I’m married so in many ways it was not so complex. Marriage like any other relationship has its ups and downs and like any other relationship needs to be nurtured. My husband and I have been together for 22 years and I think this exchange between my husband and me in the Q&A at the end of the book says it well.

SØREN: We’ve been married a long time. What do you think about our marriage?

AMULYA: It’s been good. It’s been bad. And it’s been everything in between. It’s my only marriage. I have nothing else to compare it to, either, so I can’t benchmark. Overall, it’s been like life—some ups and some downs and still alive.

 

You mention in the acknowledgements that this novel is a love letter to Copenhagen and having read the book, I can say it certainly feels that way. To me, Copenhagen is a character in this book because it gives Sanya some transformative experiences. How has the city shaped you?

We moved to Denmark in 2002 when our oldest son was just a year old. We had been living in Silicon Valley, I had just signed a two-book contract and we had a baby. My husband is Danish and we started to discuss the idea of moving to Denmark living in another part of the world, have an easier pace of life than Silicon Valley–and most importantly, grandparents for our children. When we moved to Denmark, I never thought we’d live there for fourteen years. I even kept my California driver’s license right up until I simply had to legally get a Danish one.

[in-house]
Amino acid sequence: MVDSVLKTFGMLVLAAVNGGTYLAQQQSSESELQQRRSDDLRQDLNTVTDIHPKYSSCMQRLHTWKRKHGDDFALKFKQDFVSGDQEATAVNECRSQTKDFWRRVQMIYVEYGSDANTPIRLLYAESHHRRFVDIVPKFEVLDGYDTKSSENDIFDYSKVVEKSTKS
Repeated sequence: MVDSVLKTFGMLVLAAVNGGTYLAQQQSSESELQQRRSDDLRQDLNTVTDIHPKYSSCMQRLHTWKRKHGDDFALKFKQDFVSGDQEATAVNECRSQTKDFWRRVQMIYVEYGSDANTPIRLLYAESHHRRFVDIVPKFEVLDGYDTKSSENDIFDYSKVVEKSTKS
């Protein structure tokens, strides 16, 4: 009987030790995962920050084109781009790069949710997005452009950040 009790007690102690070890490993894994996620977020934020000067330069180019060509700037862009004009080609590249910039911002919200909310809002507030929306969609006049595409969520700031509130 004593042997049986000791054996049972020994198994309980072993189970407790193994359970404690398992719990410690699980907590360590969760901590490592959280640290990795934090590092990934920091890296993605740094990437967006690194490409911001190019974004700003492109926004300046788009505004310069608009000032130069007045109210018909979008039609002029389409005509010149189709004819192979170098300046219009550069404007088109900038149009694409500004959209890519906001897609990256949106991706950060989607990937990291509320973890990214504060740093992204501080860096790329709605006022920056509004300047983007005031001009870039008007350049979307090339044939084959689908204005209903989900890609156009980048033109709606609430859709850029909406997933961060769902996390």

I lived all over Denmark—more than most Danes who tend to live around the area where they grew up. I lived on Fynn (the middle island), on Jylland (the big island) and on Sjaelland, the island where Copenhagen is. I saw the rural, the suburban and the city personalities of the country—I saw what a truly homogenous society looks like and how stark the presence of a brown person in this milky white country. I didn’t like living in Denmark until we moved to Copenhagen. I fell in love. Like many capital cities it’s different from Denmark, the country and is a cosmopolitan, diverse and engaging place. I love the food, the streets, the lakes, everything about it. The outdoor cafes, the museums, the walking street, and the small town feel but with the benefits of a capital.

The city has made me more European, broadened my horizons. I didn’t even realize it until we moved back to the US last year that I am European, my sensibilities, my politics and my outlook has become Scandinavian, in fact. But what Denmark really gave me was the responsibility of having work-life balance. I don’t work during my vacation anymore, I take all of it and I know how to check out of my job. The country taught me to respect downtime and that there is more to life than your job.

 

I know you have a family, work a full-time job and write. You’re Wonder Woman! How do you manage it all? What advice do you have for writers who’re trying to write while juggling other responsibilities?  

Don’t do it all. Really. It’s not worth it. Do what you can and stop doing what you can’t. Writing and working works for me. My family is happy when I have a book to work on because when I don’t I’m just miserable. For me, it doesn’t feel like doing it all. I don’t do many things. I don’t go for my sons’ basketball games and when we lived in Denmark I didn’t do family stuff (weekends were for writing)—I also have a husband who is ridiculously supportive, so I have the space and time to indulge myself.